Dr. Ernesto Noronha, professor at IIM Ahmedabad who has been studying the IT industry for around 10 years, discussed the results of his research. He agreed that suddenly the tenor of NASSCOM reports has changed and they now talk about ‘degrowth’ by 2025. The Indian IT industry has tried to minimize its need for ‘onsite’ employees to cut costs by using remote access technologies. But as you move up the value chain in terms of projects, the more the need for close interaction with clients becomes vital. High value projects require serious co-operation with the client at their offices and companies located at the client’s country have the advantage. According to Noronha, “If they are unable to move up and not get into those markets, the industry is itself in crisis. It looks bleak.” He sees the use of Donald Trump as an excuse to shed jobs and reorient towards hiring in the United States while the real reason is business logic. The domestic market for IT goods and services (with the government as one of the customers) might be the one ‘saving grace’ according to Noronha. But he also maintained that Indian companies have not invested in research and development within India, that could not only employee Indian talent more effectively but also generate high value demand internally.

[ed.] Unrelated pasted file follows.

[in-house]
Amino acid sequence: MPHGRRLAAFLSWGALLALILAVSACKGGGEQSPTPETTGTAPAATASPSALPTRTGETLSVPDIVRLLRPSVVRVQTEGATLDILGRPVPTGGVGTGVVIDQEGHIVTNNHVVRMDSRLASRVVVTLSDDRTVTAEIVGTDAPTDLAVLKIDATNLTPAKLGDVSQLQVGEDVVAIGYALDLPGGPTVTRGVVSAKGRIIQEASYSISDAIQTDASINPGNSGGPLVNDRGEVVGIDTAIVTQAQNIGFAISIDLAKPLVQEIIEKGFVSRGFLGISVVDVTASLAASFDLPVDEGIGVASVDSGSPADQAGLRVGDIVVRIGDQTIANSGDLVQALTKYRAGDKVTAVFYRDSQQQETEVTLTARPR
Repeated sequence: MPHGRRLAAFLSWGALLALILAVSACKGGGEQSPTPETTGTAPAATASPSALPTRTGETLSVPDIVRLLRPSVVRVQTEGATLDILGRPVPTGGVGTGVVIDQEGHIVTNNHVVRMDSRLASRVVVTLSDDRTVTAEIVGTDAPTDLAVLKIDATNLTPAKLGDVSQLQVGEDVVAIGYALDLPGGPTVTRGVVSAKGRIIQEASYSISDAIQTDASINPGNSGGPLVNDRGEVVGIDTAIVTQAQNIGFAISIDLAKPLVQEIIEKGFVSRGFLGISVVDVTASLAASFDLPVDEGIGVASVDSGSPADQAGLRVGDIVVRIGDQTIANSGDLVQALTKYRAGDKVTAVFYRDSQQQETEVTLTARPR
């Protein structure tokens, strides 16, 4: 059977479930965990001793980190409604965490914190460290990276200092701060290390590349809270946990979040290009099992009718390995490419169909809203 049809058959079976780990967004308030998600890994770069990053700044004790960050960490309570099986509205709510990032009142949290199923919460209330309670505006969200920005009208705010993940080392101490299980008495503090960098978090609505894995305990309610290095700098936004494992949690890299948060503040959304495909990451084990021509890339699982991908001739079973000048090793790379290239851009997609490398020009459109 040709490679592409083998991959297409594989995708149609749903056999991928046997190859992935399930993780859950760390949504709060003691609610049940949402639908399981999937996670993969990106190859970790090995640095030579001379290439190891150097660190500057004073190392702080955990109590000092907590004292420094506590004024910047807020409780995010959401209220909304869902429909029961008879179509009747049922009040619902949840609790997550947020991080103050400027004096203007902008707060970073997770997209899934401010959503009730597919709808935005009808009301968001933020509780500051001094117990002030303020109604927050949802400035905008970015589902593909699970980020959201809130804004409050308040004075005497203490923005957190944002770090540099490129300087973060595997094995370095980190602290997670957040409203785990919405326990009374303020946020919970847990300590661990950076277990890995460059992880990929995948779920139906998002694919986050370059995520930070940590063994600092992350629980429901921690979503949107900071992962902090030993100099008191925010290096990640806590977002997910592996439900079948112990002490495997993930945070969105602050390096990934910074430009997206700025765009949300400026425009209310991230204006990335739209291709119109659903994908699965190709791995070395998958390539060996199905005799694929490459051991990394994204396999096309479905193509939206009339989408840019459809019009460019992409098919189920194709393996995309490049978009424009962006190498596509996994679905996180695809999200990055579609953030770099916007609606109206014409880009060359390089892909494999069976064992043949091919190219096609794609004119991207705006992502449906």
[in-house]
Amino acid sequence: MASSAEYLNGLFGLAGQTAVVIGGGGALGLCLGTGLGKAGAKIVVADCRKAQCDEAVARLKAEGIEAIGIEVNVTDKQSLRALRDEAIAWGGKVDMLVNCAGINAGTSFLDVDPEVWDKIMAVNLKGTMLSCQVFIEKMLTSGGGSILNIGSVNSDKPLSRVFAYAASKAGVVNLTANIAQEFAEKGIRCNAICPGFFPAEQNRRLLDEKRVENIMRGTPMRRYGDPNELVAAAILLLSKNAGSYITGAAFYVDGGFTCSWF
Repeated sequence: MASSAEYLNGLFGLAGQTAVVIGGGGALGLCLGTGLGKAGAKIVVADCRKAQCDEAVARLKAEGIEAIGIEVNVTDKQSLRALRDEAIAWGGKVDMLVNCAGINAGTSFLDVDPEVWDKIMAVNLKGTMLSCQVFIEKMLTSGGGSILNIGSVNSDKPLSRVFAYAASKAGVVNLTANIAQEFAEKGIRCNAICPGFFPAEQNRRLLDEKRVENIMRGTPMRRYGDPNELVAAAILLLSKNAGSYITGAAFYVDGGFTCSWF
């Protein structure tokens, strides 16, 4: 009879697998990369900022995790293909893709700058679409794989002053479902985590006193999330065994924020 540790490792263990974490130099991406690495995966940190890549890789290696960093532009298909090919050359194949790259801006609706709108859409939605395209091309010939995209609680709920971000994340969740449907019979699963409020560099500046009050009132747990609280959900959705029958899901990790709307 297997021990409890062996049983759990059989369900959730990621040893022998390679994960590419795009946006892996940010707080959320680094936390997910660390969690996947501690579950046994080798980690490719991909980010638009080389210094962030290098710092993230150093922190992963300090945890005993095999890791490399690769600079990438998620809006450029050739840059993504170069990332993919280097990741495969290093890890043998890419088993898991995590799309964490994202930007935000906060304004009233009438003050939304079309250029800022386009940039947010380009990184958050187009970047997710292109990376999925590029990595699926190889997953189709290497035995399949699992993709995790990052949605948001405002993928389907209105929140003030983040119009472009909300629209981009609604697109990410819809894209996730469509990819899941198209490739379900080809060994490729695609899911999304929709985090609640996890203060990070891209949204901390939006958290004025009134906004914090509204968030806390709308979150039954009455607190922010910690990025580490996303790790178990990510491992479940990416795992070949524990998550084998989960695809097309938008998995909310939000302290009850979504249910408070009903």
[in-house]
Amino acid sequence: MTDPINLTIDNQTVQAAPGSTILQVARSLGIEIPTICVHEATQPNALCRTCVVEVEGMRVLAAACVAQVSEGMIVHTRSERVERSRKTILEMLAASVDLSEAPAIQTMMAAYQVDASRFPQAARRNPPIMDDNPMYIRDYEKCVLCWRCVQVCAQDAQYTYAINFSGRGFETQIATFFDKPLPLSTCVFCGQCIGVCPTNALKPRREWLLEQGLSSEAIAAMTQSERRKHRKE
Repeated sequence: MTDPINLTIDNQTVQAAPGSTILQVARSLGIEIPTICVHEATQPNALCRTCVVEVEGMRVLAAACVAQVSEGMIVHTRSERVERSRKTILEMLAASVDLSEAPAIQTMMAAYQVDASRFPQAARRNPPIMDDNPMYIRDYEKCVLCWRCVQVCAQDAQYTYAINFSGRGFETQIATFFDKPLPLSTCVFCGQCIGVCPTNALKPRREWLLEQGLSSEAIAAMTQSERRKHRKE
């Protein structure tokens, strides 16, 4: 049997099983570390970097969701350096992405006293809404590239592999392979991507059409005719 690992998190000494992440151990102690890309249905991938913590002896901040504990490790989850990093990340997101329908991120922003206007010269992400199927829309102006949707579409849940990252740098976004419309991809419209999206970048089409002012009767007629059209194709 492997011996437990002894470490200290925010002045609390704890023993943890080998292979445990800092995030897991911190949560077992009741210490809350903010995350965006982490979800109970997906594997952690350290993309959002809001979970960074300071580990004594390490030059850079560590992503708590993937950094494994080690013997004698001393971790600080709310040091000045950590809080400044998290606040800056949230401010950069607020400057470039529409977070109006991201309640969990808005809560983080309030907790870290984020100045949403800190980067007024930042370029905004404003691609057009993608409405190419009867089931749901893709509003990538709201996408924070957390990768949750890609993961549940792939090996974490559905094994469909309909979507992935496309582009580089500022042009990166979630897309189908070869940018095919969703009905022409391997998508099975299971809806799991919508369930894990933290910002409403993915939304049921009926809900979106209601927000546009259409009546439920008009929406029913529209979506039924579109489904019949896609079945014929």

There was a brief discussion around the potential for start-ups to be a force for change in the industry. Advocate Ramapriya said that the government’s relaxation policy seems to mostly revolve around inspections under 9 labour laws which now cannot be implemented without a ‘credible threat’. Professor Noronha pointed out that technology companies abroad comfortably follow labour laws in Europe which are much more stringent than ours.
Comrade Deepthi with the All India Airport Workers Union emphasised the need for workers to understand the root of their current situation. She said that many of the issues faced by the IT workers such as increasing contractualization, long working hours and precarious nature of employment were common to other parts of service sector as well as manufacturing sector.
“They are in deep shit, and need to understand what has put them there” she said. She also said that it was union’s primary task to explain to the IT workers that they were a class pitted against another class and this required a clear articulation of the nature of capitalism and neo-liberal agenda of the state.
Advocate Usha Ramanathan stressed that the leadership of the IT sector has no alignment with the workers. She mentioned Nandan Nilekani as the guiding light of technology policy but remarked that he had no vision. His aim is to see a government that is ‘a series of start-ups’. The aim of this leadership is to create information technology products that make huge profits at the minimum cost. They do not aim to solve real world problems or anything else. She stated that there is a huge gap in the imagination for the future of the industry and that unions might contribute by utilizing the workers themselves to contribute to this imagination.